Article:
- Chase and Grab – Finally, another uncommon hunting method for harpies is direct pursuit. Rather than waiting for prey, or quietly moving from branch to branch, these eagles will sometimes directly pursue prey. They fly through the rainforest until they spot a bird in flight, and then give chase using their agility to dive between trees and branches.
Habitat of the Harpy Eagle
Harpies are found primarily in rainforest habitats, all the way from the canopy to emergent trees, or even on the ground. Their preferred habitat is tropical lowland rainforest. They have been recorded at elevation levels up to 6,600 ft. above sea level, but are more frequently found below 3,000 ft. or so. They avoid areas that have been subject to deforestation, but can be found in more open forests, and even pasture near forest, especially when prey is scarce.
Distribution of the Harpy Eagle
These eagles are naturally found from Mexico to South America, as far south as Argentina. Unfortunately, most of the eagles in Mexico and Central America have been exterminated due to deforestation. The only area in which they are readily found in Central America is parts of Panama. The highest population density is found in Brazil.
Diet of the Harpy Eagle
The primary prey types for harpies are tree-dwelling mammals, mainly sloths and monkeys. Sloths appear to be an important part of their diet, and in some studies sloth species comprised over 70% of the prey brought to hatchlings. Monkeys are also common prey, and some species regularly taken are capuchin, saki, howler, titi, spider, and squirrel monkeys. Some other, albeit uncommon prey, include reptiles, parrots, kinkajous, coatimundis, anteaters, porcupines, opossums, and armadillos.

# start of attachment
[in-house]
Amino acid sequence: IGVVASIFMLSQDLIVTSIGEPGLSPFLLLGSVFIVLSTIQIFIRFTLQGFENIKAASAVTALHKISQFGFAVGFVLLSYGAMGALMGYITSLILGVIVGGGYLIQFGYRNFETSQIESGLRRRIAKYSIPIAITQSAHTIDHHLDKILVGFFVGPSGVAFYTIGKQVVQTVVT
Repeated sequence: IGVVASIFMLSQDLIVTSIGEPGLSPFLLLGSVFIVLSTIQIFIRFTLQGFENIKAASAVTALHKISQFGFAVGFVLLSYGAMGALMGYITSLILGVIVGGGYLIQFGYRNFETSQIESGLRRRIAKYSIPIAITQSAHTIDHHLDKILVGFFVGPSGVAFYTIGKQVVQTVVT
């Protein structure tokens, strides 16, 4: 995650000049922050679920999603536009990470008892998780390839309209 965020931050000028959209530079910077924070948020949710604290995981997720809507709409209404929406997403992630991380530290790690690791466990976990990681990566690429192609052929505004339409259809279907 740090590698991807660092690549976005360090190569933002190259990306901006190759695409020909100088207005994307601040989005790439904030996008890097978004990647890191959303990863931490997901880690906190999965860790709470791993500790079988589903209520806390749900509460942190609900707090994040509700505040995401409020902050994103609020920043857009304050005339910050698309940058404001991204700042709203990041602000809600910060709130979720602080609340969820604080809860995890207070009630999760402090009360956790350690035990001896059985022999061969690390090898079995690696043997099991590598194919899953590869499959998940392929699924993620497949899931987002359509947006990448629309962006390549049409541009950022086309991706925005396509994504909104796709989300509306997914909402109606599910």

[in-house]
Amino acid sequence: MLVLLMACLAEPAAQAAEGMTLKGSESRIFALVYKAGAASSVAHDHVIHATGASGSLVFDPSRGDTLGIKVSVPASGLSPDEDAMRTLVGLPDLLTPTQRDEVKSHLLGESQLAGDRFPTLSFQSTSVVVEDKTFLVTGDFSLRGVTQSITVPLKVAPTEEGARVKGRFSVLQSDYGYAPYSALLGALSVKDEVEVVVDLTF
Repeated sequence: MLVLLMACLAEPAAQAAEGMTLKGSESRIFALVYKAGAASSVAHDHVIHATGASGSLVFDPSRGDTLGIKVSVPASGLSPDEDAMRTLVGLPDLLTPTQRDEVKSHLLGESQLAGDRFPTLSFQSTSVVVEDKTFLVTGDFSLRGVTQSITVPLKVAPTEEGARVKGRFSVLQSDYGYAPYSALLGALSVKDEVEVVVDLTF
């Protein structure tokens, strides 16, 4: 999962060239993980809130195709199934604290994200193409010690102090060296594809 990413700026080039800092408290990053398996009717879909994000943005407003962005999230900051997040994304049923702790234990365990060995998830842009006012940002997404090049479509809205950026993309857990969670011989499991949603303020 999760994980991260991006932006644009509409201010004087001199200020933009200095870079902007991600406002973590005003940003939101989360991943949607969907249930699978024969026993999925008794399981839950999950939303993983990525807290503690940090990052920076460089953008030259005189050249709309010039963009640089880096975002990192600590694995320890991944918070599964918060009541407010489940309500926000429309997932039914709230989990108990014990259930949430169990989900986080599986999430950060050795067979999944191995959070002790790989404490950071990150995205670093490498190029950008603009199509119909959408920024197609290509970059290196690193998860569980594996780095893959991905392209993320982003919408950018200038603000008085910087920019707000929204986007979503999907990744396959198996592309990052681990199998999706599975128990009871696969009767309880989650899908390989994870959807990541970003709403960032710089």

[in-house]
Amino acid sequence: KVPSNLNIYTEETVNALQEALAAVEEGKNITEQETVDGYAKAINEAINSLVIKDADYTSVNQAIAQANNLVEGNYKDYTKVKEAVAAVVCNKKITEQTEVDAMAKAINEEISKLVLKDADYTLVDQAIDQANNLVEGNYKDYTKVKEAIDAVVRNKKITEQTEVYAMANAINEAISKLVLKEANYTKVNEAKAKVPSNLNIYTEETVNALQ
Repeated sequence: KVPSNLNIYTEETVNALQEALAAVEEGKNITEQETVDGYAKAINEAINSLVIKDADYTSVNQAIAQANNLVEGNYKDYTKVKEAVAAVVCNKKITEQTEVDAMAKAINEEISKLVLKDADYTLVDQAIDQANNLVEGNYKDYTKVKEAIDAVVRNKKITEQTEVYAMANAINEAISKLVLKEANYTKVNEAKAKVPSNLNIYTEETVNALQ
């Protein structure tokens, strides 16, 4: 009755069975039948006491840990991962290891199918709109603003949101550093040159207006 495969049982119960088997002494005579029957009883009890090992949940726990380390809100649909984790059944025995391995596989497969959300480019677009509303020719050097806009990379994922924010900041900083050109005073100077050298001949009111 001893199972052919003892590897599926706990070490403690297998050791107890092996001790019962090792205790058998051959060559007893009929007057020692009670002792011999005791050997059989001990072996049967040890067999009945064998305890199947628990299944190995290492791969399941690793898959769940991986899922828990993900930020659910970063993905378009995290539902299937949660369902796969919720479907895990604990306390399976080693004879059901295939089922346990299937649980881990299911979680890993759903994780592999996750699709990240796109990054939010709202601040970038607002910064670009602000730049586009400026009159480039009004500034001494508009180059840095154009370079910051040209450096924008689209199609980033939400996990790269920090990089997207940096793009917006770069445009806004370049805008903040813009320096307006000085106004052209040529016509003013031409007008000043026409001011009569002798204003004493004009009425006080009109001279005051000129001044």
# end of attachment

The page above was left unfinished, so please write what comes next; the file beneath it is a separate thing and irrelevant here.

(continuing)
Harpy Eagle and Human Interaction
Habitat loss poses the greatest threat to harpies. The rainforests that they live in is cut down for logging, cattle, crop farming, and oil prospecting. These large birds are also subject to retaliation killings, as farmers have reported the killing of livestock.
Harpies hunting livestock is extremely rare in normal conditions, but in areas of disturbed forests the massive birds have been known to prey on small livestock. Luckily for the harpy there are a number of initiatives in place to preserve rainforest, and captive breeding programs have been breeding and reintroducing these birds to the wild to bolster the population.